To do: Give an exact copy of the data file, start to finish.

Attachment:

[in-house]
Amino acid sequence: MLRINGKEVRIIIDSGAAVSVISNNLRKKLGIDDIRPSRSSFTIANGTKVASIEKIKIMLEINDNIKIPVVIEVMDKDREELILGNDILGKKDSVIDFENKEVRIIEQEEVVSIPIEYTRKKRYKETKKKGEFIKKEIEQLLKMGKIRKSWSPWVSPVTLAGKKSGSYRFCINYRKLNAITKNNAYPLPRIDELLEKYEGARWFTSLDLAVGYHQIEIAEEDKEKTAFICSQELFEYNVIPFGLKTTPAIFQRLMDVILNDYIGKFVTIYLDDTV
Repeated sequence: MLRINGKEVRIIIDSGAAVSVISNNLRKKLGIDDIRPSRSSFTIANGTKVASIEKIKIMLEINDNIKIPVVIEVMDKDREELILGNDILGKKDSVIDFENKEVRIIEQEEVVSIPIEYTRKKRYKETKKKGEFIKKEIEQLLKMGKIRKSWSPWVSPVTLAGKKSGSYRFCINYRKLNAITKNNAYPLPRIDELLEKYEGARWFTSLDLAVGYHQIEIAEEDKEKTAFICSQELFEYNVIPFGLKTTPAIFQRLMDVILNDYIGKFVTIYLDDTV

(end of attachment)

[in-house]
Amino acid sequence: MLRINGKEVRIIIDSGAAVSVISNNLRKKLGIDDIRPSRSSFTIANGTKVASIEKIKIMLEINDNIKIPVVIEVMDKDREELILGNDILGKKDSVIDFENKEVRIIEQEEVVSIPIEYTRKKRYKETKKKGEFIKKEIEQLLKMGKIRKSWSPWVSPVTLAGKKSGSYRFCINYRKLNAITKNNAYPLPRIDELLEKYEGARWFTSLDLAVGYHQIEIAEEDKEKTAFICSQELFEYNVIPFGLKTTPAIFQRLMDVILNDYIGKFVTIYLDDTV
Repeated sequence: MLRINGKEVRIIIDSGAAVSVISNNLRKKLGIDDIRPSRSSFTIANGTKVASIEKIKIMLEINDNIKIPVVIEVMDKDREELILGNDILGKKDSVIDFENKEVRIIEQEEVVSIPIEYTRKKRYKETKKKGEFIKKEIEQLLKMGKIRKSWSPWVSPVTLAGKKSGSYRFCINYRKLNAITKNNAYPLPRIDELLEKYEGARWFTSLDLAVGYHQIEIAEEDKEKTAFICSQELFEYNVIPFGLKTTPAIFQRLMDVILNDYIGKFVTIYLDDTV